He can barely speak a few lines of English, yet his deep insight and observations of rural life are reshaping how we view the hinterland. With a distinctive voice – as fresh as it is ancient – Perumal Murugan’s novels have literally taken Indian publishing by storm. But before the storm was a life lived amid poverty, few resources, an alcoholic father and an undying urge to pursue education against all odds.
“Odds,” Perumal contended in an interview, “are many.” But the suggestion that odds exist only in rural settings is misplaced and reflects a certain lack of awareness, said Murugan. Whenever we call farmers poor and judge their lives, it is from the perspective of a new kind of life that is emerging in the cities – in the clothes we wear, the food we eat.
“Comparatively, it might seem that they are suffering from poverty; but as far as I have seen and understood, agriculture is not a profession – it is a way of life. It is something you live and breathe every day. I have always felt that it is a very fulfilling life and there is never a sense of something missing in the village. I was yearning for nothing,” maintained 52-year-old Murugan, who was thrust into the limelight after his novel “Madhurobhagan” came under attack from Hindutva supporters and was declared “blasphemous” in January 2015.
A totally shattered Murugan was hounded and brutally attacked and this saga of unfortunate events culminated in a self-imposed exile from writing. In 2016, however, Murugan returned to writing, after a Madras High Court order upheld his right to free speech.
In the same year, Tamil Nadu recorded its lowest annual rainfall in 140 years and the resultant drought-like situation is what forms the backdrop of “Poonachi, Or the Story of a Black Goat” (Translator: N. Kalyan Raman; Westland). It is his first novel after the controversy – and it just strikes the right chord.
To be able to tell a story where animals take centrestage is not easy and rarely do fiction writers take up this challenge. But here is Murugan, a man of farms and villages, telling the story of a pitch-black goat with both conviction and purpose.
A hard life lived in rural Tamil Nadu is the reason for the conviction, but the purpose is greater – to tell the story of humans in the words of animals, especially at a time when humans are at a loss for words to speak up for themselves.
“I am fearful of writing about humans; even more fearful of writing about gods,” he says in the Preface to the novel. And since it is problematic to write about cows or pigs, he explores the rather “problem-free, harmless and, above all, energetic” universe of goats.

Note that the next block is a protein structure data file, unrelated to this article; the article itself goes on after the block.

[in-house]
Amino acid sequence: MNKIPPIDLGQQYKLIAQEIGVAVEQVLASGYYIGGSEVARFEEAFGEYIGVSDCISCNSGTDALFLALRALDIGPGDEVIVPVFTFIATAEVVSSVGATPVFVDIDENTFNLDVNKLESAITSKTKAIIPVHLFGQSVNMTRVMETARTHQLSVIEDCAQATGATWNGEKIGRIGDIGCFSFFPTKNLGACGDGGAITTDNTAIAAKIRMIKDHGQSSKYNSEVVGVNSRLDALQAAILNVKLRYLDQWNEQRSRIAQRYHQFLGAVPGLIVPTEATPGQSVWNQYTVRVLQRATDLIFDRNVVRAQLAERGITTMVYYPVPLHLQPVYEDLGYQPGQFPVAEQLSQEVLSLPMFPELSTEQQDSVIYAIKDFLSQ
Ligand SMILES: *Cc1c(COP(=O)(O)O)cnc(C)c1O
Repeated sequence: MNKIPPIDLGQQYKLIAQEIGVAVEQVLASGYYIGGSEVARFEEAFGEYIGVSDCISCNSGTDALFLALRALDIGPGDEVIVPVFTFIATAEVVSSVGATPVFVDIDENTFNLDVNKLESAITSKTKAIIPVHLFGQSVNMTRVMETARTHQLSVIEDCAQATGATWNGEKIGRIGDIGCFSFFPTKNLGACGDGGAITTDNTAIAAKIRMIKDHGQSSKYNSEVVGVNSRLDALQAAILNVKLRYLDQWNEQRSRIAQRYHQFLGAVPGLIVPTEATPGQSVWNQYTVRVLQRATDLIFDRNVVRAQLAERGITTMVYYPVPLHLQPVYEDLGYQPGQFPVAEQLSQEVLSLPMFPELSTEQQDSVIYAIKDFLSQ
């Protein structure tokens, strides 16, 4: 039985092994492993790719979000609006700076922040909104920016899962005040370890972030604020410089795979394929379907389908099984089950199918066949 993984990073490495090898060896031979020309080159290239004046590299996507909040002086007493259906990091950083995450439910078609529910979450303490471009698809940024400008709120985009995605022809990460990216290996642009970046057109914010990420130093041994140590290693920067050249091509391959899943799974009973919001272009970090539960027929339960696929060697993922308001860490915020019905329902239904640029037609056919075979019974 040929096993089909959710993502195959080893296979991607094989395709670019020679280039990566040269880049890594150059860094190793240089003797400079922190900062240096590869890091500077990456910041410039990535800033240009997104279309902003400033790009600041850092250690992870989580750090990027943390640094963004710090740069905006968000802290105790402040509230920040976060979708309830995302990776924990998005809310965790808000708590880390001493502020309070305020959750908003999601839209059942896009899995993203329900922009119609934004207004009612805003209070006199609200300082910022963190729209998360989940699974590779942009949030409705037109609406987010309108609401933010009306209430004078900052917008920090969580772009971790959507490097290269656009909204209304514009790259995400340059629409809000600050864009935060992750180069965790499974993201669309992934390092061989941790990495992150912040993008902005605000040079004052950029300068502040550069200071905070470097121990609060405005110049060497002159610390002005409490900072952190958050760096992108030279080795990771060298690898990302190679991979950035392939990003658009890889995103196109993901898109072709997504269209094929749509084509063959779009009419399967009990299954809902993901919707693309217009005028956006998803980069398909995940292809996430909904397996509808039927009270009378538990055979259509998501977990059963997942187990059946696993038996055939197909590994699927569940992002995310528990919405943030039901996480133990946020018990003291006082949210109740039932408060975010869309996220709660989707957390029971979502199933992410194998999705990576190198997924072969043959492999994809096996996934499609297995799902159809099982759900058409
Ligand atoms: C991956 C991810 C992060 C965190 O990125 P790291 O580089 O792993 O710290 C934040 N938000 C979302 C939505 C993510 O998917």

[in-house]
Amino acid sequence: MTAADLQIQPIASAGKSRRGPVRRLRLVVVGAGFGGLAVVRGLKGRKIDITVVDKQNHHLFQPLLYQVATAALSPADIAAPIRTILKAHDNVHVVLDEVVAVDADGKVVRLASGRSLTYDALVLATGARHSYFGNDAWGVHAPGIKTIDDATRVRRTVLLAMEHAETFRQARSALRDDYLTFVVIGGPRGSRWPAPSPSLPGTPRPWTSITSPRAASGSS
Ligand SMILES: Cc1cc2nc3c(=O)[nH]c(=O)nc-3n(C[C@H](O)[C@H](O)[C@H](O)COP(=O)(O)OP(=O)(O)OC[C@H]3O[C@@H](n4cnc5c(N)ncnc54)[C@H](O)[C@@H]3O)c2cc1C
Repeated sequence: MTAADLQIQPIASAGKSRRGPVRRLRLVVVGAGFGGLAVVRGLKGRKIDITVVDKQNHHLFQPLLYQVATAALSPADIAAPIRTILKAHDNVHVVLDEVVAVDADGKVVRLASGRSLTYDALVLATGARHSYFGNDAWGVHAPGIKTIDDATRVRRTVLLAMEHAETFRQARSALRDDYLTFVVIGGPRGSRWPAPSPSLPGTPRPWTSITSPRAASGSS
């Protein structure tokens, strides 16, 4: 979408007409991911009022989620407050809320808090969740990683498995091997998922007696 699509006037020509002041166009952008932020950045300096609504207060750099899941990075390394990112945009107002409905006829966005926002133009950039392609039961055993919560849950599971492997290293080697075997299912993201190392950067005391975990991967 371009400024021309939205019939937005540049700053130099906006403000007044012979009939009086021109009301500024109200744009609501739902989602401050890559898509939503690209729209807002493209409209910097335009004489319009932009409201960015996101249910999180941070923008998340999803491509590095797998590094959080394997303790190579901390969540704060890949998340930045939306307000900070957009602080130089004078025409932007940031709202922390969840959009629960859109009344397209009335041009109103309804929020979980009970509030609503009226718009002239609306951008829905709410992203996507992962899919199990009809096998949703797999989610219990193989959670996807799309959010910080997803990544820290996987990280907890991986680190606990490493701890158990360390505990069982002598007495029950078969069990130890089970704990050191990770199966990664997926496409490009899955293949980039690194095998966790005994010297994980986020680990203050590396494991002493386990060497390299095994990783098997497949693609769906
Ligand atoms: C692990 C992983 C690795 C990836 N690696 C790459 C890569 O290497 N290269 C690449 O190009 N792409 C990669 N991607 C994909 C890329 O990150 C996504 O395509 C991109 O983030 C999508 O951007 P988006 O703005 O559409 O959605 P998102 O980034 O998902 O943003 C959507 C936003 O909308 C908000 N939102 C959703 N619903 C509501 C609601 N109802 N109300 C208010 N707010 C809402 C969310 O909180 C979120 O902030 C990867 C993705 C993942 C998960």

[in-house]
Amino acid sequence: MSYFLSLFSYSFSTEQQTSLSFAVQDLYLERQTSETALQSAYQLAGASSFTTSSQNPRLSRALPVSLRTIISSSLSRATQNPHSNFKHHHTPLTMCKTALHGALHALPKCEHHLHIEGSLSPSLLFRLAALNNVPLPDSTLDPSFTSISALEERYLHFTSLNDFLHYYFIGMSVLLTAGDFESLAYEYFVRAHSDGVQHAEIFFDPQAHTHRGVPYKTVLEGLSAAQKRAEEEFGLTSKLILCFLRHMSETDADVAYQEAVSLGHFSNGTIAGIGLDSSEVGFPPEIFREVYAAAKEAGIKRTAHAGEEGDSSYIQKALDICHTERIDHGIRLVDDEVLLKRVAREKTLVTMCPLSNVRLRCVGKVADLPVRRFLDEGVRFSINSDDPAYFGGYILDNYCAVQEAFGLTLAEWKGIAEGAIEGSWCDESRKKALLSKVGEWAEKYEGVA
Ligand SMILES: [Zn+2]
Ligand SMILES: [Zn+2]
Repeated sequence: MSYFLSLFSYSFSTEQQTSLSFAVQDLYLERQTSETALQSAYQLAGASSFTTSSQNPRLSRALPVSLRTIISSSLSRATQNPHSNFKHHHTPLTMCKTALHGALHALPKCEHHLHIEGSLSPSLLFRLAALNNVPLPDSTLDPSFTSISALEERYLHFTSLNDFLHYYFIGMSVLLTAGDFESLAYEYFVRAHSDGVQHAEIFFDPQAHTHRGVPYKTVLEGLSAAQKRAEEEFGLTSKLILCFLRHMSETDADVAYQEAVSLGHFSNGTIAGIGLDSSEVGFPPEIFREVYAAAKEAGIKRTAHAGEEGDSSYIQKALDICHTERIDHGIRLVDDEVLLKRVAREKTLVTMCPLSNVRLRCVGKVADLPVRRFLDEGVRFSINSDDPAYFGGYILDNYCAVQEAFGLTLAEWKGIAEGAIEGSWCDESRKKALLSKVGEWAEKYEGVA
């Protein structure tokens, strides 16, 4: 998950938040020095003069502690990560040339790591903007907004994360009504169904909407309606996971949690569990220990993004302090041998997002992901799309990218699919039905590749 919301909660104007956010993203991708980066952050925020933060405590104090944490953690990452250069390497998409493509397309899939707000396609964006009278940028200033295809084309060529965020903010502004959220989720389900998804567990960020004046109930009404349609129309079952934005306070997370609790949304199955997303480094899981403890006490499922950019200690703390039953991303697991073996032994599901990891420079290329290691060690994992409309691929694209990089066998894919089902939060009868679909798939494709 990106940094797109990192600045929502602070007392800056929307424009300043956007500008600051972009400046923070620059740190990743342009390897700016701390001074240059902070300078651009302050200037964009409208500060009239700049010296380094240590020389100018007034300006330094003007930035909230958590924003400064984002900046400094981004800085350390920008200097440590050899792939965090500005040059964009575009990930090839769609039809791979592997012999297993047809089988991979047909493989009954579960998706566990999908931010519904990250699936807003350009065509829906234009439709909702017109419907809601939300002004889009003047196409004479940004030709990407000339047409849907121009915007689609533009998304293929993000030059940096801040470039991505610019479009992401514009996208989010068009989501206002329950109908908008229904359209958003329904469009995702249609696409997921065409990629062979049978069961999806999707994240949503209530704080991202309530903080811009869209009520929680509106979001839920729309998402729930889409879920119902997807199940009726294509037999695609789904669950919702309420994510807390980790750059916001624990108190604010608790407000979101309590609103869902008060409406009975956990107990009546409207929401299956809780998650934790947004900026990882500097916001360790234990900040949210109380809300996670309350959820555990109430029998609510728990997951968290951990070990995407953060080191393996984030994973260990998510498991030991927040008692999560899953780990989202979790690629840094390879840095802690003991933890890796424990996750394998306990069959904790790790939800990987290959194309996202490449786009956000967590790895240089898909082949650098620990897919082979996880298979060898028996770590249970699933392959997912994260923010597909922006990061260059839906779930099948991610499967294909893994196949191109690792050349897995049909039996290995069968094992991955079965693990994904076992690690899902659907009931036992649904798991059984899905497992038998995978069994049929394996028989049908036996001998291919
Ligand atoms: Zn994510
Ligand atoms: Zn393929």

In doing so, he tells a sordid story of our times and weaves a fictional narrative around, among other things, the increasing levels of surveillance in society. An almost authoritarian regime wants to keep a count of all the livestock that flourishes in the fields and so Poonachi has to be tagged at an office.
Not only does his novel show what fiction can achieve but also opens up new horizons for its readers. There are heartbreaking moments, there is dilemma and confusion, there is hope and fear, there is sorrow and love – all emotions we think are limited to humans. A powerful yet poignant story such as this could have only been told by Murugan.
His desire to continue living the agrarian way of life “is very much influenced by my childhood” – and his memories of a carefree existence, though marred by difficult phases. He was the first in his extended family to pursue education above the middle school. His father ran a soda bottle shop and they had just a small plot of agricultural land to sustain the family.
“I would walk for five kilometres to school every day. It was a period of fun and happiness… we were about 15 boys and girls going to school together. We would play on the way, study and come back playing in the same manner. So more than my time at school, I remember going and coming back every day,” he said. And what they would often do was “sort of interact with animals” on the way. It seemed as if they understood the language of the animals.
When he was in class seven, the small plot of land that sustained the family was taken away by the Housing Board, creating a fresh financial crisis.
“My family was thinking of pulling me out of school so we could have an extra pair of hands in the soda shop. They said that if he fails, we will pull him out,” he recalled. But the young man, living in a family struggling to make ends meet, would go on to complete his PhD – and in Tamil literature, of all subjects.
Through his graduation and Master’s degrees, Murugan published short stories in Tamil weeklies and literary magazines, but he reached a saturation point where “I felt that the short story as a form could not capture the entirety of some of the things” that he wanted to write about. “So I decided to write a novel.”
“Eru Veyyil” was published in 1991 and was more of a personal story: “How the Housing Board took away our land and the saga of misfortune that followed.” It also established him in the Tamil literary space.
It is near impossible for a contemporary novelist in any Indian language to command a vast readership in English. Murugan has made the impossible possible. And where, in the past, it took decades for translations to become successful, Murugan only seems to grow stronger with every novel. He may, in fact, soon emerge as the most celebrated Indian writer of our times.